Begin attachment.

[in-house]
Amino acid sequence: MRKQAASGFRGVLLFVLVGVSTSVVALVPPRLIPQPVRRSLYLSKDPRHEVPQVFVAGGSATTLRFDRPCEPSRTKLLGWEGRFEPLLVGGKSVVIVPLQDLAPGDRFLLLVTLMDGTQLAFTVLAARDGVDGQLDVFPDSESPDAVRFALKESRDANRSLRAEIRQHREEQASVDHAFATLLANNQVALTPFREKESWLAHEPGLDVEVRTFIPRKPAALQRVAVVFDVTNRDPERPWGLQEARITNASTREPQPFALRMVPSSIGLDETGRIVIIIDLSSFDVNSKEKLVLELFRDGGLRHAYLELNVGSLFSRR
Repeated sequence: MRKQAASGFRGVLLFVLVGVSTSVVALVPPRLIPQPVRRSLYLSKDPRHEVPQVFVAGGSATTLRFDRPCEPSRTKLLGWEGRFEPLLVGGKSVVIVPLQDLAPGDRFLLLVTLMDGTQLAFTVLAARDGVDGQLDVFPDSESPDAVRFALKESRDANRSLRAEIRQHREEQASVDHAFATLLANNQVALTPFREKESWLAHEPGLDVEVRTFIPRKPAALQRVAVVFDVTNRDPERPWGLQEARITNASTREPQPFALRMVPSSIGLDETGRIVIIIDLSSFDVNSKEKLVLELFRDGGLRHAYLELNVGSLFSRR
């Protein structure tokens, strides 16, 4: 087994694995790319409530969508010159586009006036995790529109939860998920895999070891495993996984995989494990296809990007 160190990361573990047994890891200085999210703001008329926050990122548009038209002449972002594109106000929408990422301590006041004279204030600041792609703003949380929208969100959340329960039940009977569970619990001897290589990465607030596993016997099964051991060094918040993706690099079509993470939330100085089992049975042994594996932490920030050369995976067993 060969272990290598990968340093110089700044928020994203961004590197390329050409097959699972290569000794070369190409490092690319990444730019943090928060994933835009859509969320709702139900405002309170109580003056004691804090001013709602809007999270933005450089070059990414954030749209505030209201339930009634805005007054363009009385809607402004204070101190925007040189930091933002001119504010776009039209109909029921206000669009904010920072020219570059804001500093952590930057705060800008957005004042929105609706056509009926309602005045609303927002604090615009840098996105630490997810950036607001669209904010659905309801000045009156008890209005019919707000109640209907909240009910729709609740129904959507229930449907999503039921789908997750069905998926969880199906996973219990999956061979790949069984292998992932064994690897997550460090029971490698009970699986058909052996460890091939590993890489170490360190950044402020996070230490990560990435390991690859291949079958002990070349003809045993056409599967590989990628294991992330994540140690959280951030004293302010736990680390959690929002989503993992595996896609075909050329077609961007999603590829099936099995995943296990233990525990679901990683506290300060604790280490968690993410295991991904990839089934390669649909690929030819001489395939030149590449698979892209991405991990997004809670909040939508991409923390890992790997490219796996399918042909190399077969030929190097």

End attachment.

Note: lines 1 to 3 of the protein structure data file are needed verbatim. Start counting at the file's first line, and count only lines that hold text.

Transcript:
[in-house]
Amino acid sequence: MRKQAASGFRGVLLFVLVGVSTSVVALVPPRLIPQPVRRSLYLSKDPRHEVPQVFVAGGSATTLRFDRPCEPSRTKLLGWEGRFEPLLVGGKSVVIVPLQDLAPGDRFLLLVTLMDGTQLAFTVLAARDGVDGQLDVFPDSESPDAVRFALKESRDANRSLRAEIRQHREEQASVDHAFATLLANNQVALTPFREKESWLAHEPGLDVEVRTFIPRKPAALQRVAVVFDVTNRDPERPWGLQEARITNASTREPQPFALRMVPSSIGLDETGRIVIIIDLSSFDVNSKEKLVLELFRDGGLRHAYLELNVGSLFSRR
Repeated sequence: MRKQAASGFRGVLLFVLVGVSTSVVALVPPRLIPQPVRRSLYLSKDPRHEVPQVFVAGGSATTLRFDRPCEPSRTKLLGWEGRFEPLLVGGKSVVIVPLQDLAPGDRFLLLVTLMDGTQLAFTVLAARDGVDGQLDVFPDSESPDAVRFALKESRDANRSLRAEIRQHREEQASVDHAFATLLANNQVALTPFREKESWLAHEPGLDVEVRTFIPRKPAALQRVAVVFDVTNRDPERPWGLQEARITNASTREPQPFALRMVPSSIGLDETGRIVIIIDLSSFDVNSKEKLVLELFRDGGLRHAYLELNVGSLFSRR